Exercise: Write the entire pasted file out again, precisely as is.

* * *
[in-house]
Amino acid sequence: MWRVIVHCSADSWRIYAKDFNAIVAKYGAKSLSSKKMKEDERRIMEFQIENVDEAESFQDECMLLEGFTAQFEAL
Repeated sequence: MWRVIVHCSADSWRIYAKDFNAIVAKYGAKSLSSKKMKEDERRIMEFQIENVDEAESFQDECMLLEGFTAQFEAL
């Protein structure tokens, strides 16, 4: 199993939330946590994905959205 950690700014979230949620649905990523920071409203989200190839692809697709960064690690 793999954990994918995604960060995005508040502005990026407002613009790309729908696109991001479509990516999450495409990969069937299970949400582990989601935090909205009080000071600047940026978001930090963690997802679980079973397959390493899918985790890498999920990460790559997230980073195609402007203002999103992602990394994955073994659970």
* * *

[in-house]
Amino acid sequence: MWRVIVHCSADSWRIYAKDFNAIVAKYGAKSLSSKKMKEDERRIMEFQIENVDEAESFQDECMLLEGFTAQFEAL
Repeated sequence: MWRVIVHCSADSWRIYAKDFNAIVAKYGAKSLSSKKMKEDERRIMEFQIENVDEAESFQDECMLLEGFTAQFEAL
């Protein structure tokens, strides 16, 4: 199993939330946590994905959205 950690700014979230949620649905990523920071409203989200190839692809697709960064690690 793999954990994918995604960060995005508040502005990026407002613009790309729908696109991001479509990516999450495409990969069937299970949400582990989601935090909205009080000071600047940026978001930090963690997802679980079973397959390493899918985790890498999920990460790559997230980073195609402007203002999103992602990394994955073994659970």